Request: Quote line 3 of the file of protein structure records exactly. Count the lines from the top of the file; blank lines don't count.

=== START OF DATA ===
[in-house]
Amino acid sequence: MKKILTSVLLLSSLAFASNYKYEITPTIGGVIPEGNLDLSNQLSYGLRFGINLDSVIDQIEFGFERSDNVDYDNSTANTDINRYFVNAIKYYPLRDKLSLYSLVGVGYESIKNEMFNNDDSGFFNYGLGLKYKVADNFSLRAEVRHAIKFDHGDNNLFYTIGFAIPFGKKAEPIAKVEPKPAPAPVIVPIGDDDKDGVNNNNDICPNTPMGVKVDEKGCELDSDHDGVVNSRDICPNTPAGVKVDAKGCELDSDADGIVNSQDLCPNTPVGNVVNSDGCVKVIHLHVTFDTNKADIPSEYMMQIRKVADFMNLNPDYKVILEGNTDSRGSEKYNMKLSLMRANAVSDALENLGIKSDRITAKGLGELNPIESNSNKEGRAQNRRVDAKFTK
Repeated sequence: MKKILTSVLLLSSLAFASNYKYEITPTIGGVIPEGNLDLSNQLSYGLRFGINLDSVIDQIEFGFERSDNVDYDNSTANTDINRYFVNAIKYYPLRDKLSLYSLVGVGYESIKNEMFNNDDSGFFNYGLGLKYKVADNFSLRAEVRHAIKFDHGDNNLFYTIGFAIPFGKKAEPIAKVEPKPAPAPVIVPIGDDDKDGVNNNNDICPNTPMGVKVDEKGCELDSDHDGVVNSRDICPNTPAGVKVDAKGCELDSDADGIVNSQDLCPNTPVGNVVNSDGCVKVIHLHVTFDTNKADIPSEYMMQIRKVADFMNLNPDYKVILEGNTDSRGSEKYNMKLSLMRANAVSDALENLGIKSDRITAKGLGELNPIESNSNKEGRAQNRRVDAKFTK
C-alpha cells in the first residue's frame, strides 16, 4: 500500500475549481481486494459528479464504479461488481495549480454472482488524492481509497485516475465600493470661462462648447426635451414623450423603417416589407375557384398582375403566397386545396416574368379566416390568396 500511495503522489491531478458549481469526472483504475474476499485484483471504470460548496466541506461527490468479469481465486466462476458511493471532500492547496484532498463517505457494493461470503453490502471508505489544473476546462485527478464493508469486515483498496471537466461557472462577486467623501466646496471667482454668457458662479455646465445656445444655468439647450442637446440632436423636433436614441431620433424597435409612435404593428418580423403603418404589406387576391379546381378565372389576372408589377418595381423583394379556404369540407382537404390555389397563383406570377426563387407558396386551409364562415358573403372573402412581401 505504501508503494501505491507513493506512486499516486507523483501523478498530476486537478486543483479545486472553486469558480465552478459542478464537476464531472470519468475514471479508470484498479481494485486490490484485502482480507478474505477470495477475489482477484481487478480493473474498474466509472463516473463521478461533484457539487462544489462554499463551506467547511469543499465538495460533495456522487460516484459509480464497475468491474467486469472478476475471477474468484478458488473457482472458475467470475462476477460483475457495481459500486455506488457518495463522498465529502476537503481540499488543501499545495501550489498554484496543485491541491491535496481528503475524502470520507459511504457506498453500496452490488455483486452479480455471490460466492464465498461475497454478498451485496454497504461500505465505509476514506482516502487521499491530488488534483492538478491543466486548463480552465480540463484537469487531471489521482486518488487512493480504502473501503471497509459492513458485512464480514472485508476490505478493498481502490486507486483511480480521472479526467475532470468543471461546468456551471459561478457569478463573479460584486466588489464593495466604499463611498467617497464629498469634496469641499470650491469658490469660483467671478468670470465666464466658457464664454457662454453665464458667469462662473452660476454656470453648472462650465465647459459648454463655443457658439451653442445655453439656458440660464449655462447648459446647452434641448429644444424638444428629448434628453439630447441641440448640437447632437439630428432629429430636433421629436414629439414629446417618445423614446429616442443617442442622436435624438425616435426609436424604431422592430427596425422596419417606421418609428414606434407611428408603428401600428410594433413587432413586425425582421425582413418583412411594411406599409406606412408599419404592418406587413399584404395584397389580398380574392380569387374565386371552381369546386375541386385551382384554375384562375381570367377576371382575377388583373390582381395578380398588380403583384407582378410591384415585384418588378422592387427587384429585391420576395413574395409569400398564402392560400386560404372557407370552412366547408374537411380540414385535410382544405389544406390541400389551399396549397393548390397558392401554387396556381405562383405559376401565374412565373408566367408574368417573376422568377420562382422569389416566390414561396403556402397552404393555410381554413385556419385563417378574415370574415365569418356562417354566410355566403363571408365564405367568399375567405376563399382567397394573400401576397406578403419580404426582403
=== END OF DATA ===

Repeated sequence: MKKILTSVLLLSSLAFASNYKYEITPTIGGVIPEGNLDLSNQLSYGLRFGINLDSVIDQIEFGFERSDNVDYDNSTANTDINRYFVNAIKYYPLRDKLSLYSLVGVGYESIKNEMFNNDDSGFFNYGLGLKYKVADNFSLRAEVRHAIKFDHGDNNLFYTIGFAIPFGKKAEPIAKVEPKPAPAPVIVPIGDDDKDGVNNNNDICPNTPMGVKVDEKGCELDSDHDGVVNSRDICPNTPAGVKVDAKGCELDSDADGIVNSQDLCPNTPVGNVVNSDGCVKVIHLHVTFDTNKADIPSEYMMQIRKVADFMNLNPDYKVILEGNTDSRGSEKYNMKLSLMRANAVSDALENLGIKSDRITAKGLGELNPIESNSNKEGRAQNRRVDAKFTK